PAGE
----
A few months ago I was looking for a white noise iPad app to help me get to sleep in my noisy urban neighbourhood. After looking at a few, I decided to give Soundwaves a try. It was free and featured several different ambient sounds, including White Noise, Brown Noise, Forest Night, Hard Rain and even Furnace and Dishwasher(!). And if these weren’t enough choice, you could unlock additional noises such as Thunderstorm for $0.99.
After a few days I decided that Soundwaves wasn’t what I needed. Not that it was a bad app, but its range of sounds was too limiting — I figured something that mixed in music as well would be better. I eventually settled on Relax Melodies Premium Edition ($3.99) but while searching in the App Store I came across some apps that seemed very familiar.
First I looked at an app called iDream – Sleep Maker. It offered a range of ambient sounds, including White Noise, Brown Noise, Ocean Surf and Paradise. And if these weren’t enough choice, you could unlock additional noises such as Thunderstorm for $0.99. According to the App Store description, “iDream helps you sleep. Choose from a selection of relaxing, neutral. soundscapes to mask unwanted sounds in your environment. Continuous audio without melody or lyrics promotes better sleeping conditions.”
Then there was Dreambot. It offered a range of ambient sounds, including White Noise, Brown Noise, Forest Night, Thunderstorm and Stream. According to the App Store description, “Dreambot helps you sleep. Choose from a selection of relaxing, neutral. soundscapes to mask unwanted sounds in your environment. Continuous audio without melody or lyrics promotes better sleeping conditions.”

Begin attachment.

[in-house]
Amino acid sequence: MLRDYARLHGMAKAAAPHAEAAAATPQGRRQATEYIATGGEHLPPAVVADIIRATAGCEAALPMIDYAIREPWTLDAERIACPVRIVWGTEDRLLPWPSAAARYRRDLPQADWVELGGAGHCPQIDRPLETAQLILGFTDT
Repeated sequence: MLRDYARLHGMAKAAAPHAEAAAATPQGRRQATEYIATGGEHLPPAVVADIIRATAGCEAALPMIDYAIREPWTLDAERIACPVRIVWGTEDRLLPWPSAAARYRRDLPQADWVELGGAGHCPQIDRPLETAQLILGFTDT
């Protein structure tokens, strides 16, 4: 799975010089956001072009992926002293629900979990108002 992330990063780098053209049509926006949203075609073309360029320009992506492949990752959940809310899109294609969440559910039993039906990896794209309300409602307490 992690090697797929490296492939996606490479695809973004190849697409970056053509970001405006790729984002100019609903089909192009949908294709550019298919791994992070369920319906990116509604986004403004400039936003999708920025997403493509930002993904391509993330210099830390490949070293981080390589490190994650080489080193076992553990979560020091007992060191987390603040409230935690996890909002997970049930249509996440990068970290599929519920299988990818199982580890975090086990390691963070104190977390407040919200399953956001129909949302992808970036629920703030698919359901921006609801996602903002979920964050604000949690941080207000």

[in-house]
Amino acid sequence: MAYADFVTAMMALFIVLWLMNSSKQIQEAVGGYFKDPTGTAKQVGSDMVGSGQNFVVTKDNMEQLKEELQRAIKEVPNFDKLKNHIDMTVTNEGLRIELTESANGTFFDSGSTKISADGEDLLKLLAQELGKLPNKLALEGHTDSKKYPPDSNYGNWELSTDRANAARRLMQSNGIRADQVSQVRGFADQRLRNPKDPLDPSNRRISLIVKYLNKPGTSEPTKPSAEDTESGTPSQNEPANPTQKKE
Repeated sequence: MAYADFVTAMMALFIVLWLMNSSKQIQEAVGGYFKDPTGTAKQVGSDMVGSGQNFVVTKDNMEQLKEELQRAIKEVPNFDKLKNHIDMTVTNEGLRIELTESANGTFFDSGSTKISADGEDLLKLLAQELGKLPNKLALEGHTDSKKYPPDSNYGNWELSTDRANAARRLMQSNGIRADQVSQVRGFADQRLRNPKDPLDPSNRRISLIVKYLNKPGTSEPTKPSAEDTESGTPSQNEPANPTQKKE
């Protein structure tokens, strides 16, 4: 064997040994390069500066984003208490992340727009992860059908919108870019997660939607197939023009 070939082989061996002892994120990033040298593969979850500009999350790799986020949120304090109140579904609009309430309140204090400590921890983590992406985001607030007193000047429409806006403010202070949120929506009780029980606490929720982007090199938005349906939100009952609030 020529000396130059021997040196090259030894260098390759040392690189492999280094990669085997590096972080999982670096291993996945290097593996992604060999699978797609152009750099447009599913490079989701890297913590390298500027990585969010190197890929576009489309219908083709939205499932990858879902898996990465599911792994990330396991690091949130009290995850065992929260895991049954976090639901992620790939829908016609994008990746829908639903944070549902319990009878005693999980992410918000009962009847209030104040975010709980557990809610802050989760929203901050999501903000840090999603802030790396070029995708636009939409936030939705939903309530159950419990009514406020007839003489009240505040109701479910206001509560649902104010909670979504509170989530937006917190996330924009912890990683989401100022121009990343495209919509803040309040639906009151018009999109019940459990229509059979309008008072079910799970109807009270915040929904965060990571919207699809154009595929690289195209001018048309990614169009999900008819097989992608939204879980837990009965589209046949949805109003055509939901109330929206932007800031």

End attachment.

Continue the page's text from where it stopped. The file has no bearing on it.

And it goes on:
Also on offer were Meditator, Tuneout-Sound Blocker, Nap Bot, iPacifier, Mood Mod, iEarplugs, Noise Block, iRelax-Soundscapes, SleepAid, Power Nap, Babywaves, Yoga Sound, Hushbaby and Focus+. Yoga Sound (in the health and fitness category) was supposed to “help you focus” according to the app description; its “continuous soundscapes without melody or lyrics help promote a feeling of relaxation.” Focus+ (productivity category) on the other hand “helps you concentrate. Continuous soundscapes without melody or lyrics help promote a sense of clarity and productivity. Tune out a distracting or noisy work environment. Focus+ also makes a great sleep aid…”
You get the picture. Except for the names, categories (Meditator was in the medical category, Soundwaves in the educational category and Dreambot in health and fitness) and price (some are free, some cost $1.99 or $2.99) they were almost identical. Same interface, same functionality, same developer.
There are slight differences in the sounds offered — most sounds (such as White Noise, Pink Noise and Brown Noise) are constant across the apps, but some that are part of the basic package in one app are optional extras in another app — but we are basically talking about exactly the same app offered in the App Store under different names and categories.
The developer, to his credit, also offers apps that have nothing to do with white noise, including a very useful app for Toronto commuters called Red Rocket ($2.99), but if I had shelled out $2.99 for iRelax-Soundscapes and then saw the almost identical Dreambot available for free, I might be a little upset.
I wonder if offering the same app under several different names is commonplace, and whether Apple should develop a policy regarding this practice.
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